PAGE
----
The Episcopal Diocese of South Carolina, known as The Episcopal Church in South Carolina from January 2013 until September 2019, is a diocese of the Episcopal Church. The diocese covers an area of 24 counties in the eastern part of the state. The see city is Charleston, home to Grace Church Cathedral and diocesan headquarters. The western portion of the state forms the Episcopal Diocese of Upper South Carolina. As a diocese of the Episcopal Church, the Diocese of South Carolina is part of the worldwide Anglican Communion and traces its heritage to the beginnings of Christianity.

<span class="mw-page-title-main">Charleston church shooting</span> 2015 mass shooter attack at African-American church in Charleston, South Carolina

On June 17, 2015, a mass shooting occurred in Charleston, South Carolina, in which nine African Americans were killed during a Bible study at the Emanuel African Methodist Episcopal Church. Among those people who were killed was the senior pastor, state senator Clementa C. Pinckney. This church is one of the oldest black churches in the United States, and it has long been a center for organizing events which are related to civil rights.

<span class="mw-page-title-main">Dylann Roof</span> American mass murderer (born 1994)

Dylann Storm Roof is an American white supremacist, neo-Nazi, and mass murderer convicted for perpetrating the Charleston church shooting on June 17, 2015, in the U.S. state of South Carolina. During a Bible study at Emanuel African Methodist Episcopal Church, Roof killed nine people, all African Americans, including senior pastor and state senator Clementa C. Pinckney, and injured one other person. After several people identified Roof as the main suspect, he became the center of a manhunt that ended the morning after the shooting with his arrest in Shelby, North Carolina. He later confessed that he committed the shooting in hopes of igniting a race war. Roof's actions in Charleston have been widely described as domestic terrorism.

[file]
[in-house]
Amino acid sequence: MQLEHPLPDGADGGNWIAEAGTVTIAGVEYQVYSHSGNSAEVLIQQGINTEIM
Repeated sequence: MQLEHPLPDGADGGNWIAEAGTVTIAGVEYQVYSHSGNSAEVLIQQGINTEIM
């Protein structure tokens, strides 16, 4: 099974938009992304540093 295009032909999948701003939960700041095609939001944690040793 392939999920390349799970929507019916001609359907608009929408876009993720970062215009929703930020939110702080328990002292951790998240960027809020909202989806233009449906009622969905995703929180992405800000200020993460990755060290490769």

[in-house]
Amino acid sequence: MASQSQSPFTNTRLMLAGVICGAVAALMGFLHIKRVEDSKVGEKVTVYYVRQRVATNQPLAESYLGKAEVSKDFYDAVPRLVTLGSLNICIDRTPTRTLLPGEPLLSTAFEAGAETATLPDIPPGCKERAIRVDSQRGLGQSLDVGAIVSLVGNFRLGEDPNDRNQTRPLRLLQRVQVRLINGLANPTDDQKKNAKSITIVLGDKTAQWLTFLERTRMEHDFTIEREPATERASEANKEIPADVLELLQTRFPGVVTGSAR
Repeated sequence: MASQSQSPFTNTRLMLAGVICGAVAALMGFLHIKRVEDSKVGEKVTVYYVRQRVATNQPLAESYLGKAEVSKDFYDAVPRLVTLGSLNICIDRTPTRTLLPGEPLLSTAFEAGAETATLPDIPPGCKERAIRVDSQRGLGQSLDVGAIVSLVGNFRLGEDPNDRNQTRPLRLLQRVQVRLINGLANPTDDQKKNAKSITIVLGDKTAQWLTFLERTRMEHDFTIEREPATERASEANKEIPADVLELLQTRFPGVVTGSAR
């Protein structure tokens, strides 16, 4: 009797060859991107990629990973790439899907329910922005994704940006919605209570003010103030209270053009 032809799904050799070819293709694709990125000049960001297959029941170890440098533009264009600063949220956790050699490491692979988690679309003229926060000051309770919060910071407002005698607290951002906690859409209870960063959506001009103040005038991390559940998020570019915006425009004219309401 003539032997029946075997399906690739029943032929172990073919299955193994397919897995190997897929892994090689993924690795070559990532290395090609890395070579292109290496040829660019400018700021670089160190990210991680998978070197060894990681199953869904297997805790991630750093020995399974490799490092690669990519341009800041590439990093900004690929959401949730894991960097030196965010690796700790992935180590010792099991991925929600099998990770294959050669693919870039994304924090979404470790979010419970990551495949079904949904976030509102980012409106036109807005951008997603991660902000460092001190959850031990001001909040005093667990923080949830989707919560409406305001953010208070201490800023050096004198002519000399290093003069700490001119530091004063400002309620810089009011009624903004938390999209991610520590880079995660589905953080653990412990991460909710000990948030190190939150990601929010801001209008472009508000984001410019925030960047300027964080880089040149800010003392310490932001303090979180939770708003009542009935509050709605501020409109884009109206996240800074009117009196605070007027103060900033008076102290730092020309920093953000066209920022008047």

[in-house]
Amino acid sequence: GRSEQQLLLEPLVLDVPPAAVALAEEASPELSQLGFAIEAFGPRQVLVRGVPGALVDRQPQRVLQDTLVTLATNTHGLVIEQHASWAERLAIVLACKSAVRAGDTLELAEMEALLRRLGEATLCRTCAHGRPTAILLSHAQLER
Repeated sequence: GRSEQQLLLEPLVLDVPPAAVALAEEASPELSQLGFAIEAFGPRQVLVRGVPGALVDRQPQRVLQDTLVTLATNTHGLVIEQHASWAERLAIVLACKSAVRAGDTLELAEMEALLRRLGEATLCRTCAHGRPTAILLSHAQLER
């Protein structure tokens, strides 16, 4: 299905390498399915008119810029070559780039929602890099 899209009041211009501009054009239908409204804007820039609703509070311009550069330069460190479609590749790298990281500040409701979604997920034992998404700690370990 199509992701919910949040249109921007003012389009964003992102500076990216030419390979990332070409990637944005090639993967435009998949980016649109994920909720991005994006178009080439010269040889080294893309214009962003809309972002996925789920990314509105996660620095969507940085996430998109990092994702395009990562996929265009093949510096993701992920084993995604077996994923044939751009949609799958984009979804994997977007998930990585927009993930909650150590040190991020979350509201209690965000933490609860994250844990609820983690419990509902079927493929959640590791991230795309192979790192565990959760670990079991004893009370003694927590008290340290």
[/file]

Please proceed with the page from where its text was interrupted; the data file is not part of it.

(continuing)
<span class="mw-page-title-main">Walter Mitchell (bishop)</span> Episcopal Bishop of Arizona (1876–1971)

Walter Mitchell was the Bishop of Arizona in The Episcopal Church in the United States from 1926 until 1946.

<span class="mw-page-title-main">Josiah-Jordan James</span> American basketball player (born 2000)

Josiah-Jordan James is an American college basketball player for the Tennessee Volunteers of the Southeastern Conference (SEC).

<span class="mw-page-title-main">Aaron Nesmith</span> American basketball player (born 1999)

Aaron Joshua Nesmith is an American professional basketball player for the Indiana Pacers of the National Basketball Association (NBA). He played college basketball for the Vanderbilt Commodores.

References

  1. Fine, Lisa (2000-11-08). "Jury Awards $105 Million In Teacher-Student Abuse Case - Education Week". Education Week. Retrieved 2020-07-07.
  2. Parker, Adam. "Eddie Fischer's sex abuse at Charleston's Porter-Gaud school subject of new documentary". Post and Courier. Retrieved 2020-07-07.